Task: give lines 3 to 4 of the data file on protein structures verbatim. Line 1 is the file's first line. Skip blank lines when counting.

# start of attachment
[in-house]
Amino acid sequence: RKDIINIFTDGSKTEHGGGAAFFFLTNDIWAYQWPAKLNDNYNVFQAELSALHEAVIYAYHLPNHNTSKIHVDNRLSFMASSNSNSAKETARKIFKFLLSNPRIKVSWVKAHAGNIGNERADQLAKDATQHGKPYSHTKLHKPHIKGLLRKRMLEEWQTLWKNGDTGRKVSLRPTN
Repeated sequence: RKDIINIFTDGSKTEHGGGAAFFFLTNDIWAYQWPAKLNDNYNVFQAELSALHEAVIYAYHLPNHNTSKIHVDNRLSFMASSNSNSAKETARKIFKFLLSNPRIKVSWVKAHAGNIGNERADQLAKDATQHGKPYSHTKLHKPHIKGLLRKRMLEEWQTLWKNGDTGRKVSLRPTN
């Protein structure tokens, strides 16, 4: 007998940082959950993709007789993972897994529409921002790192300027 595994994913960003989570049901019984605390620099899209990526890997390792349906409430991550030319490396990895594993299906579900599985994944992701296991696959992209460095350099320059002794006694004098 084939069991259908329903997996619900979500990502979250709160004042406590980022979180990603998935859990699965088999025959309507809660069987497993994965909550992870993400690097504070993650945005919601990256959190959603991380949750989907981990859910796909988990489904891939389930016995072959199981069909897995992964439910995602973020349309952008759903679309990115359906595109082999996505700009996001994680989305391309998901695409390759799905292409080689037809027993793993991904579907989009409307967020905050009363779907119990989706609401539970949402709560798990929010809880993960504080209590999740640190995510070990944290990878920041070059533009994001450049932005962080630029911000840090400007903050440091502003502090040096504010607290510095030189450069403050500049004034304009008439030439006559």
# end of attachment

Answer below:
Repeated sequence: RKDIINIFTDGSKTEHGGGAAFFFLTNDIWAYQWPAKLNDNYNVFQAELSALHEAVIYAYHLPNHNTSKIHVDNRLSFMASSNSNSAKETARKIFKFLLSNPRIKVSWVKAHAGNIGNERADQLAKDATQHGKPYSHTKLHKPHIKGLLRKRMLEEWQTLWKNGDTGRKVSLRPTN
């Protein structure tokens, strides 16, 4: 007998940082959950993709007789993972897994529409921002790192300027 595994994913960003989570049901019984605390620099899209990526890997390792349906409430991550030319490396990895594993299906579900599985994944992701296991696959992209460095350099320059002794006694004098 084939069991259908329903997996619900979500990502979250709160004042406590980022979180990603998935859990699965088999025959309507809660069987497993994965909550992870993400690097504070993650945005919601990256959190959603991380949750989907981990859910796909988990489904891939389930016995072959199981069909897995992964439910995602973020349309952008759903679309990115359906595109082999996505700009996001994680989305391309998901695409390759799905292409080689037809027993793993991904579907989009409307967020905050009363779907119990989706609401539970949402709560798990929010809880993960504080209590999740640190995510070990944290990878920041070059533009994001450049932005962080630029911000840090400007903050440091502003502090040096504010607290510095030189450069403050500049004034304009008439030439006559």